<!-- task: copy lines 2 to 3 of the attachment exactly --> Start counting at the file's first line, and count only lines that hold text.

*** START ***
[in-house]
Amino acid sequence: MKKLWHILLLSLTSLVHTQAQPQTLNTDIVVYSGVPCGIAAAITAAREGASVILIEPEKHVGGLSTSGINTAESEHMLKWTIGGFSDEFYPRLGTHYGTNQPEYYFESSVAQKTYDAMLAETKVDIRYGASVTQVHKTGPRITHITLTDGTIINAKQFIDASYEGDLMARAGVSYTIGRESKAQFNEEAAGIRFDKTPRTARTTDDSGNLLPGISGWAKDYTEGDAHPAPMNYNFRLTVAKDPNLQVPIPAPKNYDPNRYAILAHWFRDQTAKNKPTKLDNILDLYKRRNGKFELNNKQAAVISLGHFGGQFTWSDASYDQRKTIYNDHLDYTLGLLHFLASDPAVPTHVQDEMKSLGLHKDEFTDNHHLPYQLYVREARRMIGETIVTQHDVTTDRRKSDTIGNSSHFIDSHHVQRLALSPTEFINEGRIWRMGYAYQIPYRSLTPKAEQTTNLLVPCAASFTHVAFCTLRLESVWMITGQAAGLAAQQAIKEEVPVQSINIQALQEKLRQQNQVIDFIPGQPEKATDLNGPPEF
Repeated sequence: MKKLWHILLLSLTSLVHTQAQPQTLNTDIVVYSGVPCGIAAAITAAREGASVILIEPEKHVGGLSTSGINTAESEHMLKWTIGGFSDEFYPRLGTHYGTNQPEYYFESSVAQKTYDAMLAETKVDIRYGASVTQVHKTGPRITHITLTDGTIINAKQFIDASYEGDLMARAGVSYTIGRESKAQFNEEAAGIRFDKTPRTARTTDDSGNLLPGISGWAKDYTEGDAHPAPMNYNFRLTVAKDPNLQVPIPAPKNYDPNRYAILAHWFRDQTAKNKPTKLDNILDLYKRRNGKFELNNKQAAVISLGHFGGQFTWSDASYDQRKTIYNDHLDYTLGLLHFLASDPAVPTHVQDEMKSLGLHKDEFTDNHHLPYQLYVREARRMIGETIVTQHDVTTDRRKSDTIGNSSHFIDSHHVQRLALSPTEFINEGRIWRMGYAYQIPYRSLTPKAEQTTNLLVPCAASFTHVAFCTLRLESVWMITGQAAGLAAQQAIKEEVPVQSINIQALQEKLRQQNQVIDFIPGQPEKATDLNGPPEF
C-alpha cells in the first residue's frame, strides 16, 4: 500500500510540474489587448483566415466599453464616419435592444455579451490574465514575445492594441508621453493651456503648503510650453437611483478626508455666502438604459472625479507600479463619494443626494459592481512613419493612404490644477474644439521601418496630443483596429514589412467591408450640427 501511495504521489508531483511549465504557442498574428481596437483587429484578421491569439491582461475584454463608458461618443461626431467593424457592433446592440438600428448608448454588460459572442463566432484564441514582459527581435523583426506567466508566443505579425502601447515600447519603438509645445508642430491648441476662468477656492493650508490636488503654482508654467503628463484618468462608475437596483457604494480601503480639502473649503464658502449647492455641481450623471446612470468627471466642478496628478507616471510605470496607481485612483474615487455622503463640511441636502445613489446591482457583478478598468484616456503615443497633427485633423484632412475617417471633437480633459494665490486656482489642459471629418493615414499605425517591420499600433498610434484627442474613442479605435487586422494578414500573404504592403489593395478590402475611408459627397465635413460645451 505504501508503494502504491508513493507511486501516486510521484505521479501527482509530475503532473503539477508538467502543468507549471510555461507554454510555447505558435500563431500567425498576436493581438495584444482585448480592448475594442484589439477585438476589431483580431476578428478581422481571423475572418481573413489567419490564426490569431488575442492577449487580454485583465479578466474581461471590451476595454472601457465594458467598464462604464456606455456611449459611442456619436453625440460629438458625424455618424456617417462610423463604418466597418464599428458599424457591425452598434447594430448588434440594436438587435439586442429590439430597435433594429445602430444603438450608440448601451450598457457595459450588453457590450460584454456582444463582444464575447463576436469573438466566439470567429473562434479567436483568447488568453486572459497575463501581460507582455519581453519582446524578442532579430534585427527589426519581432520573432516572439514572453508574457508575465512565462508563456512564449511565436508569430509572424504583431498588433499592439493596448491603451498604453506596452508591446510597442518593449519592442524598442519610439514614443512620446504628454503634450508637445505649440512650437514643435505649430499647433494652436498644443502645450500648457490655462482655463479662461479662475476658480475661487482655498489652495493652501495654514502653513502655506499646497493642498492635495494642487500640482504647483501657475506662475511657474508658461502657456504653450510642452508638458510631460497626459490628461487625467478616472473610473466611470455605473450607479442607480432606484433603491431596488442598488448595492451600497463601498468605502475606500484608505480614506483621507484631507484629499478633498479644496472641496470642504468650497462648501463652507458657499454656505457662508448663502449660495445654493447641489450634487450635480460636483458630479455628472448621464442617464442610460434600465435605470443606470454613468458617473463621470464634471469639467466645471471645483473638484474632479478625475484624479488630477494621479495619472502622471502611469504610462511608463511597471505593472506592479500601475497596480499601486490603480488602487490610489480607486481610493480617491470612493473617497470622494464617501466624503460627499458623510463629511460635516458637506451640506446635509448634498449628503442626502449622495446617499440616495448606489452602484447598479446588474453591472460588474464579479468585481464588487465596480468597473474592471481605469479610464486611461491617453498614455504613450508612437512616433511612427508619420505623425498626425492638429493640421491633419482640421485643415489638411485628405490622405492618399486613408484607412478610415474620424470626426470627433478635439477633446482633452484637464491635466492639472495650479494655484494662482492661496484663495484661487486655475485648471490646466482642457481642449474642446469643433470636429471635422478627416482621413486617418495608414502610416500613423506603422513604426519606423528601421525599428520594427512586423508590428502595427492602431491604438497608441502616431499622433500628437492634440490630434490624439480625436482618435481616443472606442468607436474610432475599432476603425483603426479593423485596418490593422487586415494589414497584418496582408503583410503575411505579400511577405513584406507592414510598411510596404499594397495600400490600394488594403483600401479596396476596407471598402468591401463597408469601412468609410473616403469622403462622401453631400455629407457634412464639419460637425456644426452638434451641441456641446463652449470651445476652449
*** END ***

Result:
Amino acid sequence: MKKLWHILLLSLTSLVHTQAQPQTLNTDIVVYSGVPCGIAAAITAAREGASVILIEPEKHVGGLSTSGINTAESEHMLKWTIGGFSDEFYPRLGTHYGTNQPEYYFESSVAQKTYDAMLAETKVDIRYGASVTQVHKTGPRITHITLTDGTIINAKQFIDASYEGDLMARAGVSYTIGRESKAQFNEEAAGIRFDKTPRTARTTDDSGNLLPGISGWAKDYTEGDAHPAPMNYNFRLTVAKDPNLQVPIPAPKNYDPNRYAILAHWFRDQTAKNKPTKLDNILDLYKRRNGKFELNNKQAAVISLGHFGGQFTWSDASYDQRKTIYNDHLDYTLGLLHFLASDPAVPTHVQDEMKSLGLHKDEFTDNHHLPYQLYVREARRMIGETIVTQHDVTTDRRKSDTIGNSSHFIDSHHVQRLALSPTEFINEGRIWRMGYAYQIPYRSLTPKAEQTTNLLVPCAASFTHVAFCTLRLESVWMITGQAAGLAAQQAIKEEVPVQSINIQALQEKLRQQNQVIDFIPGQPEKATDLNGPPEF
Repeated sequence: MKKLWHILLLSLTSLVHTQAQPQTLNTDIVVYSGVPCGIAAAITAAREGASVILIEPEKHVGGLSTSGINTAESEHMLKWTIGGFSDEFYPRLGTHYGTNQPEYYFESSVAQKTYDAMLAETKVDIRYGASVTQVHKTGPRITHITLTDGTIINAKQFIDASYEGDLMARAGVSYTIGRESKAQFNEEAAGIRFDKTPRTARTTDDSGNLLPGISGWAKDYTEGDAHPAPMNYNFRLTVAKDPNLQVPIPAPKNYDPNRYAILAHWFRDQTAKNKPTKLDNILDLYKRRNGKFELNNKQAAVISLGHFGGQFTWSDASYDQRKTIYNDHLDYTLGLLHFLASDPAVPTHVQDEMKSLGLHKDEFTDNHHLPYQLYVREARRMIGETIVTQHDVTTDRRKSDTIGNSSHFIDSHHVQRLALSPTEFINEGRIWRMGYAYQIPYRSLTPKAEQTTNLLVPCAASFTHVAFCTLRLESVWMITGQAAGLAAQQAIKEEVPVQSINIQALQEKLRQQNQVIDFIPGQPEKATDLNGPPEF